1. ^ The Chinese actually blew up three bridges in succession at the same point: the original concrete span, a wooden replacement, and a third M-2 steel treadway portable bridge installed by U.S. combat engineers.[3]
  2. ^ Other sources state that the eight Flying Boxcars used on the bridge mission were U.S. Marine Corps R4Qs.
  3. ^ Another view of the C-119. Also note the external jet-pack on top of the fuselage for jet-assisted takeoff (JATO).[20]
  4. ^ alternatively Wright R-3350-85 "Duplex Cyclone" radials, 2,500 hp (1,900 kW) each
  5. ^ C-119F and R4Q-2 had R3350-85-30WA, R3350-89-36W, or R3350-89A-36W engines.[32]


  1. ^ "Fairchild C-119 Flying Boxcar." Retrieved: 19 May 2011.
  2. ^ Swanborough and Bowers 1963, pp. 262–263.
  3. ^ Mossman, Billy C., EBB AND FLOW: NOVEMBER 1950 - JULY 1951, p. 137.
  4. ^ Rumley, Chris, "314th delivers bridge to combat troops.", 18 May 2010. Retrieved: 12 May 2011.
  5. ^ "Discoverer 14 - NSSDC ID: 1960-010A." NASA. Retrieved: 28 June 2011.
  6. ^ Grandolini 1996, pp. 52–60.
  7. ^ pp.213-214 Chinnery, Philip Any Time, Any Place Airlife Publishing Ltd 1994
  8. ^ "United States v. Fuchs" U.S. 9th Circuit Court of Appeals, Appeal 9810173, filed July 6, 2000. Retrieved: 28 June 2011.
  9. ^ Italian C-119
  10. ^ "Aircraft accident Fairchild C-119C-22-FA Flying Boxcar 51-2560 Mt. McKinley, AK<". Aviation Safety Network. Retrieved 25 October 2012. 
  11. ^ Officer, Commanding. "Historical Report for period 1 July 1952 to 31 December 1952". Retrieved 25 October 2012. 
  12. ^ "Aircraft accident Fairchild C-119C-23-FA Flying Boxcar 51-2570 between Anchorage, AK and Kodiak, AK". Aviation Safety Network. Retrieved 25 October 2012. 
  13. ^ Hamilton, Harry D. Signal Charley (2005) ISBN 978-1-4116-5508-9 p.18
  14. ^ Gero, David B. "Military Aviation Disasters: Significant Losses Since 1908". Sparkford, Yoevil, Somerset, UK: Haynes Publishing, 2010, ISBN 978-1-84425-645-7, p. 78.
  15. ^ "1949 USAF Serial Numbers". Retrieved 2010-06-25. 
  16. ^ Ranter, Harro and Fabian I. Lujan. "ASN Aircraft accident Fairchild C-119F-FA Flying Boxcar 51-2680 Bahamas." Aviation Safety Network, 2010. Retrieved: June 28, 2011.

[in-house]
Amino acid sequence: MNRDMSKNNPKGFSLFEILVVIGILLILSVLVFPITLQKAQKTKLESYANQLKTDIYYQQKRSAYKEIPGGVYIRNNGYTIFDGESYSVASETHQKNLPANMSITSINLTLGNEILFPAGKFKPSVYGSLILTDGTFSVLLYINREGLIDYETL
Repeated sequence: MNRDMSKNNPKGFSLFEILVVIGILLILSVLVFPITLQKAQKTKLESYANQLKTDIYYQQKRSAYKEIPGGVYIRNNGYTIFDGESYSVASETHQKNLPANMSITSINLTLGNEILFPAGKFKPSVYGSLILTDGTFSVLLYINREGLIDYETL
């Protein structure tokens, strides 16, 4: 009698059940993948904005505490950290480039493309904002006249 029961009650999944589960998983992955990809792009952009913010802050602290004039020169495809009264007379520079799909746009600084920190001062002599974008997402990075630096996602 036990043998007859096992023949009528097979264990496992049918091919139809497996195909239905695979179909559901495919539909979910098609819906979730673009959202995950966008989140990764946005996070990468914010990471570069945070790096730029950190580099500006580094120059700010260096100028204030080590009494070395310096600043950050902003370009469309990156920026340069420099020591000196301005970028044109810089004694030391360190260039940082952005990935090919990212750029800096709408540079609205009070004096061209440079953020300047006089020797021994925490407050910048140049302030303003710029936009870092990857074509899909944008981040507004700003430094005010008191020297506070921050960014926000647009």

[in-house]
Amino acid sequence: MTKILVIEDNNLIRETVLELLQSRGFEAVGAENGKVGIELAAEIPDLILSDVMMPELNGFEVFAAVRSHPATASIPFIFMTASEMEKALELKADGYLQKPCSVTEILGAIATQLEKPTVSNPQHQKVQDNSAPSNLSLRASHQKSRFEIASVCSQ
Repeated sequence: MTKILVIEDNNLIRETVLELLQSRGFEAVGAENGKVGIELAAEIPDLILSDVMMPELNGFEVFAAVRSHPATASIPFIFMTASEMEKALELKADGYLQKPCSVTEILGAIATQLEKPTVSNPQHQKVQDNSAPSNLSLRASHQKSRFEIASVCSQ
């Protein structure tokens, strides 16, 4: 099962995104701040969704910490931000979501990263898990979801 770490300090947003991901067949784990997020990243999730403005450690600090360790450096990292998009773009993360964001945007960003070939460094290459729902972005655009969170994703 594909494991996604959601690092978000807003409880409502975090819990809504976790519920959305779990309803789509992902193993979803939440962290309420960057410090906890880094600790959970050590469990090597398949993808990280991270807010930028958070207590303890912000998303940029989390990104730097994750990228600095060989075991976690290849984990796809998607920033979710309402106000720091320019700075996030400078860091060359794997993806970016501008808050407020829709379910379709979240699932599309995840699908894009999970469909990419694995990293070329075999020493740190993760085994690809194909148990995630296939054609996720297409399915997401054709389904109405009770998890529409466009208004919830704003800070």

17. ^ "C-119G." Royal Army and Military History Museum Collection, Scramble (magazine). Retrieved: 28 June 2011.
  18. ^ "C-119G photo." Retrieved: 28 June 2011.
  19. ^ "C-119G photos." Retriev3d; 28 June 2011.
  20. ^ "Picture_024.jpg." Fotopic.Net. Retrieved: 28 June 2011.
  21. ^ "South Korea 60th Anniversary of the Korean War." Retrieved: 28 June 2011.
  22. ^
  23. ^ "N1394N." Retrieved: 28 June 2011.
  24. ^ United States Air Force Museum Guidebook 1975, p. 53.
  25. ^ "Fairchild C-119C Flying Boxcar." Pima Air and Space Museum. Retrieved: 28 June 2011.
  26. ^ "C-119G, S/N 51-8024L." Strategic Air & Space Museum. Retrieved: 28 June 2011.
  27. ^ "C-119." Hagerstown Aviation Museum. Retrieved: 28 June 2011.
  28. ^ "Aircraft of the Mid-Atlantic Air Museum. Retrieved: 28 June 2011.
  29. ^ "C-119G." Retrieved: 28 June 2011.
  30. ^ "Plane finds home at the Veterans Museum". Hood County News. 31 October 2012. Retrieved 15 September 2014. 
  31. ^ "Fairchild C-119G Flying Boxcar." Aerospace Museum of California. Retrieved: 21 April 2012.
  32. ^ C-119F/R4Q-2 Flight Handbook T.O. 1C-119F-1, 1 August 1956.


12px This article incorporates public domain material from websites or documents of the United States Air Force. Website of origin: USAF Museum

  • Grandolini, Albert. "French 'Packets': Fairchild C-119 Boxcars in French Indochina". Air Enthusiast, Volume 66, November/December 1996, pp. 52–60. ISSN 5450-0143-5450.
  • Swanborough, F.G. and Peter M. Bowers. United States Military Aircraft since 1909. London: Putnam, 1963.
  • United States Air Force Museum Guidebook. Wright-Patterson AFB, Ohio: Air Force Museum Foundation. 1975.

External links